"He fought constantly—he rescued Yumi from a merchant who'd taken her as a slave. I admired Kenichi, so much. He could have been a shinigami—he and Yumi had the spiritual power to go to the Academy—but he wouldn't leave us to fend for ourselves."

"He sounds like a wonderful brother," Shunsui said. He was glad Nanao had enjoyed a simple and strong relationship with Kenichi—his own relationship with his brother could be a labyrinth.

"I never called him that. We never defined ourselves that way; we always just used our names. But you're right, he was wonderful." She picked up the sunglasses. "He had eyes like a pale sky, and he squinted constantly in the sun. Yumi made him a hat." Nanao tapped the edge of Shunsui's hat, smiling. "But it wasn't as nice as yours, and he talked about sunglasses often when we came up here. He remembered them from his life in the human world." She replaced the sunglasses carefully on the blanket.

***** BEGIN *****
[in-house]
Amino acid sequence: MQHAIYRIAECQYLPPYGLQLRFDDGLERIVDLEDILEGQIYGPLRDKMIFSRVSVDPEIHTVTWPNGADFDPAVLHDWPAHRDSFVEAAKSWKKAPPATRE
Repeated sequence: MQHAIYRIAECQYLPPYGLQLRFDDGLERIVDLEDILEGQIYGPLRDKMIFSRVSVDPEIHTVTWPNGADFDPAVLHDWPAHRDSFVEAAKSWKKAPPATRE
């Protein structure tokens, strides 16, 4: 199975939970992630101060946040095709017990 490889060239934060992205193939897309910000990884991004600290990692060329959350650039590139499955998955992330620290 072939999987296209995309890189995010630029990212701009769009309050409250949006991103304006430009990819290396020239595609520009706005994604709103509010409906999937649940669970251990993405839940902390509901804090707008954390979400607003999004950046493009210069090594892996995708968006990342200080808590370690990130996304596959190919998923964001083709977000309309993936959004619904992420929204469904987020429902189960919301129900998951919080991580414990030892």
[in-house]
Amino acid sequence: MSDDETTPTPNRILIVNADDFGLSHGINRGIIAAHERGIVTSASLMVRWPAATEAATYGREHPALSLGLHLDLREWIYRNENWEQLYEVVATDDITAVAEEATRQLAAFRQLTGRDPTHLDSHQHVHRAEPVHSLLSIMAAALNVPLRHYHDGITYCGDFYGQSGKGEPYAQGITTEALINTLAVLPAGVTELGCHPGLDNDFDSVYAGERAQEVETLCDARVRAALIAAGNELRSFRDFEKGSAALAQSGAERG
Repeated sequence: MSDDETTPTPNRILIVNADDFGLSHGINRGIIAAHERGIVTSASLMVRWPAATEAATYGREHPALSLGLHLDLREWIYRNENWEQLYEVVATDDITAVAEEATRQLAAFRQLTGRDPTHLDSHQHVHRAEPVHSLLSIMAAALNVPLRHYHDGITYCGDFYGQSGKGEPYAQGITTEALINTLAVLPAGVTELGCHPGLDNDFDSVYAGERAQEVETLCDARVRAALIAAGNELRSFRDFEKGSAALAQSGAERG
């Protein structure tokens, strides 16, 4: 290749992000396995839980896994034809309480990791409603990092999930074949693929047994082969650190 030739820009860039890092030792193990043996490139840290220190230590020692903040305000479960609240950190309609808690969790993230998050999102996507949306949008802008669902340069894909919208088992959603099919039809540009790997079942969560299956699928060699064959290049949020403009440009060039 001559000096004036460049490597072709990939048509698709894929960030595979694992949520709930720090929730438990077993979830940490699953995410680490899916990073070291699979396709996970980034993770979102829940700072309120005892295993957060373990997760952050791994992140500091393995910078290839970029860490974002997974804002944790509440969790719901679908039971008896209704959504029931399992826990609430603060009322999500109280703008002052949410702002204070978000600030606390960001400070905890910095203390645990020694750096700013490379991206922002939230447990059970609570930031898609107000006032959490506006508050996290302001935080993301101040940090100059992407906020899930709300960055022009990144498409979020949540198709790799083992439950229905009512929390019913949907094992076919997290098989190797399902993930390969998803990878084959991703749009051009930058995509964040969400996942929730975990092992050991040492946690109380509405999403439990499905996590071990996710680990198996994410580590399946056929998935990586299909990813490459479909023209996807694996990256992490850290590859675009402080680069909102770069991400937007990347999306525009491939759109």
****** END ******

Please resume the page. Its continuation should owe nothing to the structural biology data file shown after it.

"So you bring him sunglasses every year?" He wondered that her practical nature could bend enough to buy items that were never to be used.

"Sunglasses, goggles, sometimes things for fishing—things that he would have enjoyed. I don't leave them here," she said, as though he'd asked his second question out loud. Her face grew pensive.

"Oh? But that's something you would do later, isn't it? For now, please introduce me to lovely Yumi-chan."

She gave him a look that was simultaneously annoyed and relieved—annoyed he'd read her face so easily, probably, and relieved he would let things proceed as she preferred. "You—" She shook her head.